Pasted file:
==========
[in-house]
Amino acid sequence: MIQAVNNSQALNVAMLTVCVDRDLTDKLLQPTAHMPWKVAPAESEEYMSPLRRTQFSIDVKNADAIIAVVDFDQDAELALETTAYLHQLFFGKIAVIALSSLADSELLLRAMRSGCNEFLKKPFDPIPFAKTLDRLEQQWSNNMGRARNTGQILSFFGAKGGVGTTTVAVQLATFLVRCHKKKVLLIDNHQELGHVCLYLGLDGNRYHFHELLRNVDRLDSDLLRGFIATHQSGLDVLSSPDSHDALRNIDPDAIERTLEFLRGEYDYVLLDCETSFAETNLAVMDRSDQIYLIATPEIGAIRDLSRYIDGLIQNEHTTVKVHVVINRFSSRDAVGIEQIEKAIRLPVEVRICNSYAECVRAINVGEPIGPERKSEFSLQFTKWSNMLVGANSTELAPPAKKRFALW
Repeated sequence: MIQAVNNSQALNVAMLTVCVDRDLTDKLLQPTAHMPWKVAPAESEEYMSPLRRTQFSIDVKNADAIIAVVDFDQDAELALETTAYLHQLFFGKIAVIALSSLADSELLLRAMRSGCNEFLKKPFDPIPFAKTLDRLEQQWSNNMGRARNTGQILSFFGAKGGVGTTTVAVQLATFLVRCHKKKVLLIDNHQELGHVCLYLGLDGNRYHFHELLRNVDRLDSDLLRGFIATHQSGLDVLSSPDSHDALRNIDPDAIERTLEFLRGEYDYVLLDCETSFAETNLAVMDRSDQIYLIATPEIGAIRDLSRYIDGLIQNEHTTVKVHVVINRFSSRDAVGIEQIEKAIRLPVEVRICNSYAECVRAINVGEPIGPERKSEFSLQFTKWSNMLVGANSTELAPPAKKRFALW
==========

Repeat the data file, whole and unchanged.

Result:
[in-house]
Amino acid sequence: MIQAVNNSQALNVAMLTVCVDRDLTDKLLQPTAHMPWKVAPAESEEYMSPLRRTQFSIDVKNADAIIAVVDFDQDAELALETTAYLHQLFFGKIAVIALSSLADSELLLRAMRSGCNEFLKKPFDPIPFAKTLDRLEQQWSNNMGRARNTGQILSFFGAKGGVGTTTVAVQLATFLVRCHKKKVLLIDNHQELGHVCLYLGLDGNRYHFHELLRNVDRLDSDLLRGFIATHQSGLDVLSSPDSHDALRNIDPDAIERTLEFLRGEYDYVLLDCETSFAETNLAVMDRSDQIYLIATPEIGAIRDLSRYIDGLIQNEHTTVKVHVVINRFSSRDAVGIEQIEKAIRLPVEVRICNSYAECVRAINVGEPIGPERKSEFSLQFTKWSNMLVGANSTELAPPAKKRFALW
Repeated sequence: MIQAVNNSQALNVAMLTVCVDRDLTDKLLQPTAHMPWKVAPAESEEYMSPLRRTQFSIDVKNADAIIAVVDFDQDAELALETTAYLHQLFFGKIAVIALSSLADSELLLRAMRSGCNEFLKKPFDPIPFAKTLDRLEQQWSNNMGRARNTGQILSFFGAKGGVGTTTVAVQLATFLVRCHKKKVLLIDNHQELGHVCLYLGLDGNRYHFHELLRNVDRLDSDLLRGFIATHQSGLDVLSSPDSHDALRNIDPDAIERTLEFLRGEYDYVLLDCETSFAETNLAVMDRSDQIYLIATPEIGAIRDLSRYIDGLIQNEHTTVKVHVVINRFSSRDAVGIEQIEKAIRLPVEVRICNSYAECVRAINVGEPIGPERKSEFSLQFTKWSNMLVGANSTELAPPAKKRFALW